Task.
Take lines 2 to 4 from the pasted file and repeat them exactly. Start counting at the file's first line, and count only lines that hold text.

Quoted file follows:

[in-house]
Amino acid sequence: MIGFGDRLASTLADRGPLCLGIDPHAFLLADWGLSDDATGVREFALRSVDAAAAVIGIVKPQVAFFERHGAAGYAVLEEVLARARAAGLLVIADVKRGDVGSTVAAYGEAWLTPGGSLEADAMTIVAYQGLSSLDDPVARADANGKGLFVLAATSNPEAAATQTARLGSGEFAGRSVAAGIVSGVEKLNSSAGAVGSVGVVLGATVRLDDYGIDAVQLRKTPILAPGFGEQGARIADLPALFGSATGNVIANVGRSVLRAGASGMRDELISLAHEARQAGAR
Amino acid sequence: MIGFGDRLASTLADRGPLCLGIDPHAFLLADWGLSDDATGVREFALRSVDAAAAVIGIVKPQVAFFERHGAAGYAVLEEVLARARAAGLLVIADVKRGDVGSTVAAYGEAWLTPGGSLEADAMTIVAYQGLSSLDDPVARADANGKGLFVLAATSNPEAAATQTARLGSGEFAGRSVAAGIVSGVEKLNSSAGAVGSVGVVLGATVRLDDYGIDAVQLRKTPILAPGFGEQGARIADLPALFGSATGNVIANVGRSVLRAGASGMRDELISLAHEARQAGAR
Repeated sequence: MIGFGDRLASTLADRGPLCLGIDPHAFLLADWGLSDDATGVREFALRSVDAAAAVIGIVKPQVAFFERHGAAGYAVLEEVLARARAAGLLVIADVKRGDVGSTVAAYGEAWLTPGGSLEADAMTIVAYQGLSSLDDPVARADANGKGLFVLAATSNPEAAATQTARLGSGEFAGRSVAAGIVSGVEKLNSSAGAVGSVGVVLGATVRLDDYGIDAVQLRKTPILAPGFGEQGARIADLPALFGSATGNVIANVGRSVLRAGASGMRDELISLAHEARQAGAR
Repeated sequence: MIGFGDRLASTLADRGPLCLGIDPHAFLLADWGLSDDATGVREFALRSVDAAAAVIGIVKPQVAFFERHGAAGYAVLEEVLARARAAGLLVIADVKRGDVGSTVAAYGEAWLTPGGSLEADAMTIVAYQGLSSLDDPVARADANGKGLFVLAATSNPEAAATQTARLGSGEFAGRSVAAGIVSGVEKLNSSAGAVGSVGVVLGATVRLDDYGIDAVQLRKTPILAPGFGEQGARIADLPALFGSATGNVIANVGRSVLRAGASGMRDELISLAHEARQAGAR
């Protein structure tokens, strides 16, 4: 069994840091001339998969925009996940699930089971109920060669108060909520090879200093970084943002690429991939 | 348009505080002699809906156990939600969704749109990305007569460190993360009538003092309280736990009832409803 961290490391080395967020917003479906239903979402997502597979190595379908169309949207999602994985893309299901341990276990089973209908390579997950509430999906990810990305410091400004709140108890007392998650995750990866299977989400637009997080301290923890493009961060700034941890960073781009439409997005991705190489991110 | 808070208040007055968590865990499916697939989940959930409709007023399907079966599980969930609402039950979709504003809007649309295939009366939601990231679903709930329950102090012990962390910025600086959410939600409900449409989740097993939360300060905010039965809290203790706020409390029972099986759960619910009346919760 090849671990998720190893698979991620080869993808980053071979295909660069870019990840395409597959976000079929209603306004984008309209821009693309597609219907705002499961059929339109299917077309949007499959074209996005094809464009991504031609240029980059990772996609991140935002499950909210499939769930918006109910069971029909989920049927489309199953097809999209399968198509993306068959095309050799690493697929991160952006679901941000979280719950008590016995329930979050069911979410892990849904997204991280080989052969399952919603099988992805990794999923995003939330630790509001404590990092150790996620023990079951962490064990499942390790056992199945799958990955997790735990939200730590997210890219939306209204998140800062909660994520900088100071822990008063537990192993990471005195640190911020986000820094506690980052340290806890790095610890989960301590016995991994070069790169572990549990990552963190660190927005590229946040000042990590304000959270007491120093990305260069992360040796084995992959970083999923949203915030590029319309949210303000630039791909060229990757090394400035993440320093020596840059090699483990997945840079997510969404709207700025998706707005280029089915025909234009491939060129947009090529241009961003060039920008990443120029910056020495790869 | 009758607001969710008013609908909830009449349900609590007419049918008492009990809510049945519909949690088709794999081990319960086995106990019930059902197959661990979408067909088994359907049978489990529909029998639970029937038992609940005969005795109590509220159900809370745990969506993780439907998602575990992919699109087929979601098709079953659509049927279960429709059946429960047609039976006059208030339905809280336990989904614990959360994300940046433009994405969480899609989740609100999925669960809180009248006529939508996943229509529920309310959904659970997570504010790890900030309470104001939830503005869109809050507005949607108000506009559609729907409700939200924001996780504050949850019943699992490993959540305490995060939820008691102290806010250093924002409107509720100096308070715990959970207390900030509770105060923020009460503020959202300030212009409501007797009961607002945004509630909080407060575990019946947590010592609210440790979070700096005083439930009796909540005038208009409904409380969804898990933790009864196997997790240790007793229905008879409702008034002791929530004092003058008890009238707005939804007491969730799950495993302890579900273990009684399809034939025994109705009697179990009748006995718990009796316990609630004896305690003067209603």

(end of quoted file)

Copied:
Amino acid sequence: MIGFGDRLASTLADRGPLCLGIDPHAFLLADWGLSDDATGVREFALRSVDAAAAVIGIVKPQVAFFERHGAAGYAVLEEVLARARAAGLLVIADVKRGDVGSTVAAYGEAWLTPGGSLEADAMTIVAYQGLSSLDDPVARADANGKGLFVLAATSNPEAAATQTARLGSGEFAGRSVAAGIVSGVEKLNSSAGAVGSVGVVLGATVRLDDYGIDAVQLRKTPILAPGFGEQGARIADLPALFGSATGNVIANVGRSVLRAGASGMRDELISLAHEARQAGAR
Amino acid sequence: MIGFGDRLASTLADRGPLCLGIDPHAFLLADWGLSDDATGVREFALRSVDAAAAVIGIVKPQVAFFERHGAAGYAVLEEVLARARAAGLLVIADVKRGDVGSTVAAYGEAWLTPGGSLEADAMTIVAYQGLSSLDDPVARADANGKGLFVLAATSNPEAAATQTARLGSGEFAGRSVAAGIVSGVEKLNSSAGAVGSVGVVLGATVRLDDYGIDAVQLRKTPILAPGFGEQGARIADLPALFGSATGNVIANVGRSVLRAGASGMRDELISLAHEARQAGAR
Repeated sequence: MIGFGDRLASTLADRGPLCLGIDPHAFLLADWGLSDDATGVREFALRSVDAAAAVIGIVKPQVAFFERHGAAGYAVLEEVLARARAAGLLVIADVKRGDVGSTVAAYGEAWLTPGGSLEADAMTIVAYQGLSSLDDPVARADANGKGLFVLAATSNPEAAATQTARLGSGEFAGRSVAAGIVSGVEKLNSSAGAVGSVGVVLGATVRLDDYGIDAVQLRKTPILAPGFGEQGARIADLPALFGSATGNVIANVGRSVLRAGASGMRDELISLAHEARQAGAR